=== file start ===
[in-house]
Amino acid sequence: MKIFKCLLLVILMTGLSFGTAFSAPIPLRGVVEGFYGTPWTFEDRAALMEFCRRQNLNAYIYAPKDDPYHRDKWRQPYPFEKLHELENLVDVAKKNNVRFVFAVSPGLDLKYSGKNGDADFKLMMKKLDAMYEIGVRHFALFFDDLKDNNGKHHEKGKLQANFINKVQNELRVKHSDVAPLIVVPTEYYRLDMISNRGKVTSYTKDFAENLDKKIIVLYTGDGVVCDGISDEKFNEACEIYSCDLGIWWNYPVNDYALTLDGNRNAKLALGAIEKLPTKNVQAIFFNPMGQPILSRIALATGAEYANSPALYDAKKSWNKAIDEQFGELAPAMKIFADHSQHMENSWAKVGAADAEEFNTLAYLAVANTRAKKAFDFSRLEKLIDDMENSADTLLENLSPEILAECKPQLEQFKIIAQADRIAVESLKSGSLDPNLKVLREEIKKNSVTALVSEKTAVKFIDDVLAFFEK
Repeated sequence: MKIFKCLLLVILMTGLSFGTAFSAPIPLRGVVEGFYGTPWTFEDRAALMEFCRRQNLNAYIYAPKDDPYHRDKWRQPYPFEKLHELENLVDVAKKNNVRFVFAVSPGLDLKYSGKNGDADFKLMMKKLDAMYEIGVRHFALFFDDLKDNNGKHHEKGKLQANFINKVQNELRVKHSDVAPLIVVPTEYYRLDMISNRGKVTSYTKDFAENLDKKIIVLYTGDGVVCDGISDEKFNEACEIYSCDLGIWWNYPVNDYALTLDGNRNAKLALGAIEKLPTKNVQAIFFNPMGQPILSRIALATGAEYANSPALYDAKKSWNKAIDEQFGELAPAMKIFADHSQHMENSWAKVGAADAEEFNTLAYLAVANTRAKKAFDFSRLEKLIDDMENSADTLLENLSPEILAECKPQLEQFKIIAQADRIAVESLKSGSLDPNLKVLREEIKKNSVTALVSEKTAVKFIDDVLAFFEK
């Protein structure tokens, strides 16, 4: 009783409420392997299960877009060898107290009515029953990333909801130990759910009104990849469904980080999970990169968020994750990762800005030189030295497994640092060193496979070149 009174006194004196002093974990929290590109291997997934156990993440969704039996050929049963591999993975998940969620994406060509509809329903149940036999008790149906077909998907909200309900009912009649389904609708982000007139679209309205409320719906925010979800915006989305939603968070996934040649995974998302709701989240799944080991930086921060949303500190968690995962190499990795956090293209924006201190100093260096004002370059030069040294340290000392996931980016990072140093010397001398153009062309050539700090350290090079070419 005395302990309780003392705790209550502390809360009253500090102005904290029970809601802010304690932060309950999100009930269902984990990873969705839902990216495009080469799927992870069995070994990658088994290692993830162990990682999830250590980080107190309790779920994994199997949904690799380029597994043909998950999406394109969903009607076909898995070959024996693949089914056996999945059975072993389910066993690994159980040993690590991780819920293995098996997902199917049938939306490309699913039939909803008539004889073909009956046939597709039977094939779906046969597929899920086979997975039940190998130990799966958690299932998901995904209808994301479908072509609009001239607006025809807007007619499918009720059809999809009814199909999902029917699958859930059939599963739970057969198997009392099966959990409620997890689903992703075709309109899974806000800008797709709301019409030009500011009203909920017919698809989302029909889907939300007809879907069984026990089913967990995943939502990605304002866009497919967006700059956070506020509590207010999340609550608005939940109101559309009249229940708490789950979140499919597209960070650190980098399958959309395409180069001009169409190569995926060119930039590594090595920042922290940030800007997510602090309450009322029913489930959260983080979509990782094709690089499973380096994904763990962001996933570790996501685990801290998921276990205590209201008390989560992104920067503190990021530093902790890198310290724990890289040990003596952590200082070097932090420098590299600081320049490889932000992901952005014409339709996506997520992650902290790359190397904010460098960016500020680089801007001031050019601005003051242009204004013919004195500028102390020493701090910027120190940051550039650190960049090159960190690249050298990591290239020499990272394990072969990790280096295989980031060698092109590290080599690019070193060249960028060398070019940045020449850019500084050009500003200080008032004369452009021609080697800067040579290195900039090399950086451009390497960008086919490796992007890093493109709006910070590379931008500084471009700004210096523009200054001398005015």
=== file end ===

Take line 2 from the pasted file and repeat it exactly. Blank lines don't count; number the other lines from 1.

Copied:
Amino acid sequence: MKIFKCLLLVILMTGLSFGTAFSAPIPLRGVVEGFYGTPWTFEDRAALMEFCRRQNLNAYIYAPKDDPYHRDKWRQPYPFEKLHELENLVDVAKKNNVRFVFAVSPGLDLKYSGKNGDADFKLMMKKLDAMYEIGVRHFALFFDDLKDNNGKHHEKGKLQANFINKVQNELRVKHSDVAPLIVVPTEYYRLDMISNRGKVTSYTKDFAENLDKKIIVLYTGDGVVCDGISDEKFNEACEIYSCDLGIWWNYPVNDYALTLDGNRNAKLALGAIEKLPTKNVQAIFFNPMGQPILSRIALATGAEYANSPALYDAKKSWNKAIDEQFGELAPAMKIFADHSQHMENSWAKVGAADAEEFNTLAYLAVANTRAKKAFDFSRLEKLIDDMENSADTLLENLSPEILAECKPQLEQFKIIAQADRIAVESLKSGSLDPNLKVLREEIKKNSVTALVSEKTAVKFIDDVLAFFEK